The plot is broadly similar to that of the original film, and the script, by Todd Farmer and Zane Smith, retains the three lead characters, Tom (renamed from T. J.), Axel, and Sarah. The look of the film benefits greatly from the western Pennsylvania locations, in much the same way the cold, bleak Nova Scotia locations aided the original. Overall, director Patrick Lussier does a good job tying the parts together into a nice, neat whole.

As the film opens, we find Harry Warden, a miner who was the lone survivor of a cave-in a year earlier, hospitalized in a coma, a coma he had been in since his rescue. He awakens on Valentine’s Day, exactly one year after the cave-in, and proceeds to slaughter the patients and staff of the hospital. He makes his way to the scene of the disaster, a now-abandoned shaft of the Hanniger Mining Co., to find a Valentine’s party underway. He begins killing the young partiers, whittling the group down to four: Tom (Jensen Ackles), the mine owner’s son and the man believed to be responsible for the cave-in; Sarah (Jaime King), his girlfriend; their friend Axel (Kerr Smith); and his girlfriend Irene (Betsy Rue, a 2009 in Review nominee for Horror Movie Babe of the Year).

Just as Warden corners the four survivors, police intervene, shooting and wounding the killer, and driving him deep into the mineshaft. The cops pursue, but lose him in the twisting tunnels.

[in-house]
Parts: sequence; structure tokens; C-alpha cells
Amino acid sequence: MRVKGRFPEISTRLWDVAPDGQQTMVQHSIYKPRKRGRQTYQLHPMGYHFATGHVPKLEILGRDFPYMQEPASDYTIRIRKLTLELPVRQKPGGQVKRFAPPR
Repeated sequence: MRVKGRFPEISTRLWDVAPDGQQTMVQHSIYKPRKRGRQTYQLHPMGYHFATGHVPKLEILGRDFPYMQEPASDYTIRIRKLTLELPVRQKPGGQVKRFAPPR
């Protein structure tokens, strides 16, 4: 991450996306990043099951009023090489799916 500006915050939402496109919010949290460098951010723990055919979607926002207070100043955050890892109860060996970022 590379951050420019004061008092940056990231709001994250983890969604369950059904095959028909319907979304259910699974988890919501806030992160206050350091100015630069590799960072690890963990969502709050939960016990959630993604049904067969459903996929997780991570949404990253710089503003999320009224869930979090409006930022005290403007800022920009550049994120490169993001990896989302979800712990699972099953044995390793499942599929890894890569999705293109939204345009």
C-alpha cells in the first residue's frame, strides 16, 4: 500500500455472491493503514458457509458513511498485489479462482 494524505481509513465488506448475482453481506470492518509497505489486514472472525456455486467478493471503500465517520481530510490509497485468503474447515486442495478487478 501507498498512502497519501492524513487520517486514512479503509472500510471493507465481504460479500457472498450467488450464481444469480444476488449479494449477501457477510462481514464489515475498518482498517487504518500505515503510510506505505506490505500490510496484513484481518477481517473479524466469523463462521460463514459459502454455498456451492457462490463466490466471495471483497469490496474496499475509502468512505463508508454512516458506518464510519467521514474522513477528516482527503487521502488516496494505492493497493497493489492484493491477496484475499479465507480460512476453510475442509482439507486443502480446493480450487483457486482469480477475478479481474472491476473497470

Ten years pass. Axel and Sarah are husband and wife. He is now the Sheriff, dealing with an influx of media covering the tenth anniversary of the “Harmony Massacre.” Tom Hanniger, who had moved away shortly after the murders, returns to deal with legal issues resulting from the death of his father, a circumstance that now makes him owner of the mine. No sooner does his presence in town become known than Irene, formerly Axel’s girlfriend and now town prostitute, is brutally murdered, along with a trucker and a motel owner.

Axel suspects Tom, first of still being in love with Sarah, second of the motel murders. Tom suspects Axel, perhaps because he is still in love with Sarah. And Sarah is torn, not sure who to trust, and who to fear.

Though the plot is complex, and at times is convoluted, Lussier does a very good job keeping the threads from tangling too much. One gets the sense that he is more of a screenwriter’s director than one who is visually proficient, a better storyteller than photographer, and that serves him well here. The result may not be a beautifully-filmed movie, but it is a comprehensible one.

The movie was shot using a state-of-the-art 3-D process known as Real D, a digital upgrade of the old tried-and-true 3-D from the 1950’s. While fans may swear it’s better, personally I can’t see that it is. Frankly, until they can create true three-dimensional images, then I wish they just wouldn’t bother. Obviously contrived camera set-ups involving a variety of objects thrusting towards the camera went out of style with FRIDAY THE 13TH, Pt. 3.


Both of these movies are, no pun intended, a cut above the examples set by most of their contemporaries. Purists, which I freely admit applies to me, will lean towards the original movie. It is a prime example of the Slasher genre at its peak, comparable to such second-tier classics as THE PROWLER and PIECES.

The remake, however, does compare favorably to it, and in comparison to the slew of Slasher remakes that flooded theaters in the past two years is far better. Both films are an entertaining look at one of the most popular genres of Horror, and both belong in any serious Horror fan’s video collection.